Sen. Tom CottonThomas (Tom) Bryant CottonOvernight Defense: Senators show skepticism over Space Force | Navy drops charges against officers in deadly collision | Trump taps next Navy chief Senators show deep skepticism on Space Force proposal GOP senators introduce bill to reduce legal immigration  MORE (R-Ark.), one of the harshest critics of Huawei, said in a statement that the firm “is effectively an intelligence-gathering arm of the Chinese Communist Party.”

“It’s imperative we take decisive action to protect U.S. interests and enforce our laws. If Chinese telecom firms like Huawei violate our sanctions or export control laws, they should receive nothing less than the death penalty — which this denial order would provide,” he said.

But even with the pressure from Congress mounting, China has stood its ground.

Canada arrested a Huawei executive, Meng Wanzhou, in December and is moving to extradite her to the U.S. over alleged sanctions violations. Beijing has called the arrest unwarranted.

A Chinese Foreign Ministry spokeswoman last week called for an end to “groundless fabrications and unreasonable restrictions toward Huawei and other Chinese companies.”

China has also retaliated by detaining Canadian citizens. A Chinese court also sentenced a Canadian man to death over a drug smuggling conviction, a move both the U.S. and Canada called politically motivated.

A group of academics and former diplomats issued an open letter to China over the weekend, requesting that the Canadian men who were detained — ex-diplomat Michael Kovrig and entrepreneur Michael Spavor — be released.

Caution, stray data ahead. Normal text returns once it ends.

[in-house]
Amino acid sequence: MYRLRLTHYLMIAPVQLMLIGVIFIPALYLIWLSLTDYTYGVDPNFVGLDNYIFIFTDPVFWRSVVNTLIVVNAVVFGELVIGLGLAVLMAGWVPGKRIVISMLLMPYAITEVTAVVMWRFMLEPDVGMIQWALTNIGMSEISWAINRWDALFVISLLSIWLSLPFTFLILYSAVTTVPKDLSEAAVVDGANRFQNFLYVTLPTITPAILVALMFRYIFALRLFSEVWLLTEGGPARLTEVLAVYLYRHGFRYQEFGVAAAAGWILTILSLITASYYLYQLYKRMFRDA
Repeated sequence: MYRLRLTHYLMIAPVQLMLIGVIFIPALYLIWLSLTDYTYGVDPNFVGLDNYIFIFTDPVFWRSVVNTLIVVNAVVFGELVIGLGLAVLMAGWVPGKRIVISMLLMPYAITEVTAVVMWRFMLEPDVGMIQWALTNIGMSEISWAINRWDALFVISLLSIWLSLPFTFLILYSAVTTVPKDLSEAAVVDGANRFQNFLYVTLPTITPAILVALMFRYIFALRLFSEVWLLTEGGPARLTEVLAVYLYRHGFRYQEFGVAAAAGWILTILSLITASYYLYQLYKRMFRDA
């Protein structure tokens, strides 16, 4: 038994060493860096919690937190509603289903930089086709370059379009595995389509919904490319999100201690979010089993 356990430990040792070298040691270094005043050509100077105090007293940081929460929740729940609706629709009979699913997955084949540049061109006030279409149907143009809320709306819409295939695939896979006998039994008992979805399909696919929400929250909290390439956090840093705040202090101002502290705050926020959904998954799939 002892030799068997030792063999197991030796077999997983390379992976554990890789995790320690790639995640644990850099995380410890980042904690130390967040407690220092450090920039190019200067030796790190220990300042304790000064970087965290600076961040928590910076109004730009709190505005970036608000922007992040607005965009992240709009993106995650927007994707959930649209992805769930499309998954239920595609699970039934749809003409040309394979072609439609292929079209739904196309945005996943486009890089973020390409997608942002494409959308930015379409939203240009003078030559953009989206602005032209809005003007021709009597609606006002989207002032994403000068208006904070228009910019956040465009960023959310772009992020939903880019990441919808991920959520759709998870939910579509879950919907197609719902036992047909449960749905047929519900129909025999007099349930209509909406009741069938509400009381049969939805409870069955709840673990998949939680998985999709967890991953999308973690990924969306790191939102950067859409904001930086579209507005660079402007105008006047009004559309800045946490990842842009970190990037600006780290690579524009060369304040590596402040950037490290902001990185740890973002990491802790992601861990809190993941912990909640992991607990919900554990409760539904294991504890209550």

“Both China and the rest of the world will be worse off as a result,” the letter says of the arrests.

Scott Kennedy, the Freeman Chair in China Studies at the Center for Strategic and International Studies and a signatory of the letter, said China saw a real threat from congressional legislation.

He said some of the bills could effectively cripple companies like Huawei from operating.

“If someone tried to put Microsoft out of business, the U.S. would probably have a viscerally negative reaction,” he said, but acknowledged the U.S. likely wouldn’t illegally detain foreign citizens.

Kennedy also noted that there were questions about the extent of the threat from Chinese telecom firms. He noted that U.S. intelligence agencies still haven’t disclosed many details.

“The U.S. government has never articulated what that danger is,” Kennedy said. “They wink and nod and one should assume that their analysis is genuine and not simply a way to benefit born out of a desire to help American companies or a dislike of China.”

“But without a public discussion about the genuine risks, then we run the risk of overreacting or underreacting,” he added.

The alleged intellectual property theft has also been at the heart of the months-long trade battle between the U.S. and China. The two countries face tough trade talks over intellectual property rules and other issues.

U.S. trade officials have accused China of violating a 2015 agreement to end the practice of stealing trade secrets.

The Wall Street Journal also reported this month that federal prosecutors have opened a criminal investigation into Huawei for allegedly stealing intellectual property from U.S. businesses, including T-Mobile. 

That move is only likely to ratchet up tensions but is also being welcomed by lawmakers.

Conaway said it was “fantastic” if federal prosecutors are in fact eyeing Huawei for a potential criminal indictment.

“This will help highlight what many of us have seen from Huawei and ZTE and whatever new name they put on their subsidiaries to continue to unfairly compete in the market,” Conaway said.